Table of Contents
- Top 5 Best RC Boat for Kids Reviews in 2019
- How to Diagnose Your RC Car?
- Best RC Monster Truck Reviews: Grave Digger, Bigfoot and More
- Top 5 Best RC Buggy Reviews in 2019: Which Should You Buy?
- RC Car Remotes: Learn About the Different Types of Controllers
- RC Boat Overview
- What Components Make a Fast RC boat?
- How Expensive are RC Boats?
- What is the Fastest RC Boat Ever Created?
Remote Control (RC) technology has come a long way since its inception, with faster, more powerful components increasingly being used. If you’re itching to hit the open seas but don’t have the money to fund a yacht of your own – and let’s face it, who does? Then you can still find enjoyment with an RC boat capable of hitting incredible speeds.
However, you need to know what type of boat to look for. Some designs are faster, yet have poor turning control, whereas others can pull off tight corners but must sacrifice some overall speed capability to do so. We’ll explore the distinct types of boats available, as well as how they impact on an RC boat’s speed.
RC Boat Overview
There are three main types of remote control boat, which are sailboats, racing RC boats and scale RC boats. This is before we take any further components into account, such as hull type or propulsion. Much like any RC car, helicopter or plane, these boats all operate via a remote or radio control unit that transmits signals to a built-in receiver.
As the name suggests, a sail RC boat is based on the same design as a typical yacht with a sail. These vessels are reasonably low-maintenance and easy to control, so they’re ideal for beginners. In most cases, the control unit is only used for steering, with the propulsion being wind-powered. However, some RC sailboats do have a small motor for use on still days. If you don’t want to worry about a fuel or power source, then an RC sailboat may be right for you.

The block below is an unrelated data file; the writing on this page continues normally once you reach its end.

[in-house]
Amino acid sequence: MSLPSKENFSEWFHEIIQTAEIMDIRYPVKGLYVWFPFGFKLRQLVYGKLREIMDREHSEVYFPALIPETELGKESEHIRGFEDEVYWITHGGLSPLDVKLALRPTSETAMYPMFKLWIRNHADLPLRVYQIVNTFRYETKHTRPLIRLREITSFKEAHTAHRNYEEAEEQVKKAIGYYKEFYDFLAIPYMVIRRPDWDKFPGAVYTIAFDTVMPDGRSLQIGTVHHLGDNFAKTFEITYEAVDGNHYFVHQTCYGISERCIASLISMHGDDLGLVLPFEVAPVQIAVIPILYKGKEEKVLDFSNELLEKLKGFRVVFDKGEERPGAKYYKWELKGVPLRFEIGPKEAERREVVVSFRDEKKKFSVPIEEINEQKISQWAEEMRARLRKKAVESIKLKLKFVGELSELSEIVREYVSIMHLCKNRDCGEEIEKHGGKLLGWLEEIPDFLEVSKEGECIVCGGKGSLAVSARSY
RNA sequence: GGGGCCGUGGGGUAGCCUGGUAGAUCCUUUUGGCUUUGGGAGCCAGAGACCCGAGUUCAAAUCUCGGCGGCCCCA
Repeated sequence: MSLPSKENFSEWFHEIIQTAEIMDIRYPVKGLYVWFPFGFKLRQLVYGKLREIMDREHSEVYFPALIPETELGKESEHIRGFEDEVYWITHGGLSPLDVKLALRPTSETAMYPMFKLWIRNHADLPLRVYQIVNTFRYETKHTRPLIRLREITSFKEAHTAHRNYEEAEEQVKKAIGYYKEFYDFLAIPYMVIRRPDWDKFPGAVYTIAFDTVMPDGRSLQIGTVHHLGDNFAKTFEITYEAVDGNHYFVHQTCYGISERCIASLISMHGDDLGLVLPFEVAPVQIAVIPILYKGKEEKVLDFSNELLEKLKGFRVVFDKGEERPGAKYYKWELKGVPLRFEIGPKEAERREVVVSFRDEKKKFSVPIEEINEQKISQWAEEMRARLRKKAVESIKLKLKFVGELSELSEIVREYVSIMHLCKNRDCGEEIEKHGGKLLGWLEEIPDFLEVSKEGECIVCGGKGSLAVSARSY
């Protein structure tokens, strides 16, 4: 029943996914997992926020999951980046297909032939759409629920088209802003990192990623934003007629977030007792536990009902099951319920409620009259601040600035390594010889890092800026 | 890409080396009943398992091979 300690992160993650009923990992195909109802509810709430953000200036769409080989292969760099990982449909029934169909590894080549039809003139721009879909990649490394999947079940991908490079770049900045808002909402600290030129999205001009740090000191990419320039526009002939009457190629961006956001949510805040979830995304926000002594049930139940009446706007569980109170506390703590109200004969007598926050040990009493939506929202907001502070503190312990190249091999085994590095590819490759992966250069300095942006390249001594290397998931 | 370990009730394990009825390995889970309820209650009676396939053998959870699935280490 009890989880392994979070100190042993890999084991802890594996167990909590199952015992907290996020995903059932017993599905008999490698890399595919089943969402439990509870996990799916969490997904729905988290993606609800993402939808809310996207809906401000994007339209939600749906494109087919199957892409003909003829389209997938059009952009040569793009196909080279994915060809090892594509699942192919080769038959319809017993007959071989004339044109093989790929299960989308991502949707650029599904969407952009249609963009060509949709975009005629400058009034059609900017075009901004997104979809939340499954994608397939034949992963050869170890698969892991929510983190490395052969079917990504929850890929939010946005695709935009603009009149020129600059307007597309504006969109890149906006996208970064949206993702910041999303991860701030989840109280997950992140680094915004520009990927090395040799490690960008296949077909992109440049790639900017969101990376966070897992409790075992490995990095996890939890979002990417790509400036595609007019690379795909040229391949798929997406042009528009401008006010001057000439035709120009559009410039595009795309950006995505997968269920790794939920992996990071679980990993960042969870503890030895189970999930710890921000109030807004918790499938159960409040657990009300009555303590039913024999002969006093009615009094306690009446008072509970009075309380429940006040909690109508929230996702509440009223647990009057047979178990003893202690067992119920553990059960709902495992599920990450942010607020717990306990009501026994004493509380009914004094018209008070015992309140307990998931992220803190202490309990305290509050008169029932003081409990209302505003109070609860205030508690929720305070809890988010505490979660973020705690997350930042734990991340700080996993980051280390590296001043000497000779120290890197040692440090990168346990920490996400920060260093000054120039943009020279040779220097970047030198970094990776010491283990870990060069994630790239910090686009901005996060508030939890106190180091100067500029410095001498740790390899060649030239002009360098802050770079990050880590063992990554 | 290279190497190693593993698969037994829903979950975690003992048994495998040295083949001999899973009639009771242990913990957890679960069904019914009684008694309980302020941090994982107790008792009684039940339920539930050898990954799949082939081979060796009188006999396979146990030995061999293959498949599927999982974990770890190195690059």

Racing RC Boats
Racing watercraft are your more common variants, with a vast range of choice for people just starting out in this hobby. These vehicles come powered with an electric, nitro or petrol engine, each with their own pros and cons. Electric-powered RC racing boats are the more popular choice, given that they’re cleaner and cheaper to maintain, as well as being quieter and faster.
Control systems can vary in this category. Whereas some electric racing boats are sports models designed for use in smaller bodies of water, others are designed for racing, with complex controllers. If you’re looking for the fastest RC boats around, then you should be looking at a racing RC boat.
Scale RC Boats
RC scale boats are scaled-down replicas of well-known marine vessels, such as battleships or destroyers, or cruise liners. In most cases, they’re bought for showmanship or pure enjoyment, rather than racing. Unlike the sportier racing boats above, scale boats are not designed to hit top speeds. They’re more suited to the hobbyist looking for something aesthetically pleasing and realistic, not something that’s going to win a race.
What Components Make a Fast RC boat?
There are a vast number of factors that can affect the aerodynamics and speed of an RC boat, and build quality is just as important when trying to achieve top speeds. If a boat isn’t designed with sturdy components, then it could break apart at higher speeds. One of the biggest factors that can impact the speed of an RC boat is the type of hull used in the design.
RC Boat Hulls
There are several distinct types of RC boat hull, each with their own advantages and drawbacks. Before you get into purchasing your own RC boat, you should understand which variants are fastest. We’ve covered the main types below.
Hydroplane RC boats come in two variations. Firstly, there’s the full-body hydroplanes that race suspended on a cushion of air that becomes packed beneath the boat by front-mounted sponsons. Though fast, these boats are susceptible to blowing over the faster they go. Still, they are a popular choice among modelers looking for a rapid racing boat.
Secondly, there are the outrigger hydroplanes. These boats have a wide gap between the side-mounted sponsons and the main hull of the boat. As a result, they’re much faster and can achieve speeds exceeding 100 mph, though they too are susceptible to blowing over at top speeds. Both types of hydroplane design suffer on choppier bodies of water.